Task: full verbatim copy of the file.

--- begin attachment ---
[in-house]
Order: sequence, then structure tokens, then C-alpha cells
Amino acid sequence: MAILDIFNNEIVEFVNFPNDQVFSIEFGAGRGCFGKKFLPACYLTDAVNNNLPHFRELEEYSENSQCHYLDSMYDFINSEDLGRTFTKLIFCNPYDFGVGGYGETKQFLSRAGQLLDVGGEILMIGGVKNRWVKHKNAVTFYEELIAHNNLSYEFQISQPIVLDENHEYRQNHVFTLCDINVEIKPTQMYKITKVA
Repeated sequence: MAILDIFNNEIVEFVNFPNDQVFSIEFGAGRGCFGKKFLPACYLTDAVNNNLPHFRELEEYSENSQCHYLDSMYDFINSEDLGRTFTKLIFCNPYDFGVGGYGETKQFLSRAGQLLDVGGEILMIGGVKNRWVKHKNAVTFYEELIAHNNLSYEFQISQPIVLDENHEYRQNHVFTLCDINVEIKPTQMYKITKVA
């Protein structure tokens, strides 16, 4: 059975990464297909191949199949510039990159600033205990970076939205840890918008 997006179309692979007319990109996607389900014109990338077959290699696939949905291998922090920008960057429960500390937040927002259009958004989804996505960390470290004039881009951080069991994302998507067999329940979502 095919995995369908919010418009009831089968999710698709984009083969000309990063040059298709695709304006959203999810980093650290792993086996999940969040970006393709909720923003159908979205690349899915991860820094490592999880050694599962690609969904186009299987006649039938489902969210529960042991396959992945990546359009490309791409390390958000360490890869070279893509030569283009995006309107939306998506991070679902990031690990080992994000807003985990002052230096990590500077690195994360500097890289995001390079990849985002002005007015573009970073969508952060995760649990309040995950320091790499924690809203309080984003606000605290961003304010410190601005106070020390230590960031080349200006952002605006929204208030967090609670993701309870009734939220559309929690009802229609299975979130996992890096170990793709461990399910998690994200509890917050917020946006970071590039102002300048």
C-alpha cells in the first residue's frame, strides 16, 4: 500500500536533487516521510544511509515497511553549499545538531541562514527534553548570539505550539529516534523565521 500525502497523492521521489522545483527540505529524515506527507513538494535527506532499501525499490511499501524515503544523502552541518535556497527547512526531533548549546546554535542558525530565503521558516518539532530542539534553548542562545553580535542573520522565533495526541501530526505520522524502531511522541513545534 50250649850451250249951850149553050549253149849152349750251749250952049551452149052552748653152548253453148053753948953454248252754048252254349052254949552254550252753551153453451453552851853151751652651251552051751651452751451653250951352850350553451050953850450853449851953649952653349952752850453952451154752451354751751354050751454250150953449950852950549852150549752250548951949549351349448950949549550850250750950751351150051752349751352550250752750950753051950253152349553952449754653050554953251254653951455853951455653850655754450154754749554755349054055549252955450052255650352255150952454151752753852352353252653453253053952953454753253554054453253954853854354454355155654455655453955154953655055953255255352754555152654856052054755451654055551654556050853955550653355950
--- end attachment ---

[in-house]
Order: sequence, then structure tokens, then C-alpha cells
Amino acid sequence: MAILDIFNNEIVEFVNFPNDQVFSIEFGAGRGCFGKKFLPACYLTDAVNNNLPHFRELEEYSENSQCHYLDSMYDFINSEDLGRTFTKLIFCNPYDFGVGGYGETKQFLSRAGQLLDVGGEILMIGGVKNRWVKHKNAVTFYEELIAHNNLSYEFQISQPIVLDENHEYRQNHVFTLCDINVEIKPTQMYKITKVA
Repeated sequence: MAILDIFNNEIVEFVNFPNDQVFSIEFGAGRGCFGKKFLPACYLTDAVNNNLPHFRELEEYSENSQCHYLDSMYDFINSEDLGRTFTKLIFCNPYDFGVGGYGETKQFLSRAGQLLDVGGEILMIGGVKNRWVKHKNAVTFYEELIAHNNLSYEFQISQPIVLDENHEYRQNHVFTLCDINVEIKPTQMYKITKVA
């Protein structure tokens, strides 16, 4: 059975990464297909191949199949510039990159600033205990970076939205840890918008 997006179309692979007319990109996607389900014109990338077959290699696939949905291998922090920008960057429960500390937040927002259009958004989804996505960390470290004039881009951080069991994302998507067999329940979502 095919995995369908919010418009009831089968999710698709984009083969000309990063040059298709695709304006959203999810980093650290792993086996999940969040970006393709909720923003159908979205690349899915991860820094490592999880050694599962690609969904186009299987006649039938489902969210529960042991396959992945990546359009490309791409390390958000360490890869070279893509030569283009995006309107939306998506991070679902990031690990080992994000807003985990002052230096990590500077690195994360500097890289995001390079990849985002002005007015573009970073969508952060995760649990309040995950320091790499924690809203309080984003606000605290961003304010410190601005106070020390230590960031080349200006952002605006929204208030967090609670993701309870009734939220559309929690009802229609299975979130996992890096170990793709461990399910998690994200509890917050917020946006970071590039102002300048």
C-alpha cells in the first residue's frame, strides 16, 4: 500500500536533487516521510544511509515497511553549499545538531541562514527534553548570539505550539529516534523565521 500525502497523492521521489522545483527540505529524515506527507513538494535527506532499501525499490511499501524515503544523502552541518535556497527547512526531533548549546546554535542558525530565503521558516518539532530542539534553548542562545553580535542573520522565533495526541501530526505520522524502531511522541513545534 50250649850451250249951850149553050549253149849152349750251749250952049551452149052552748653152548253453148053753948953454248252754048252254349052254949552254550252753551153453451453552851853151751652651251552051751651452751451653250951352850350553451050953850450853449851953649952653349952752850453952451154752451354751751354050751454250150953449950852950549852150549752250548951949549351349448950949549550850250750950751351150051752349751352550250752750950753051950253152349553952449754653050554953251254653951455853951455653850655754450154754749554755349054055549252955450052255650352255150952454151752753852352353252653453253053952953454753253554054453253954853854354454355155654455655453955154953655055953255255352754555152654856052054755451654055551654556050853955550653355950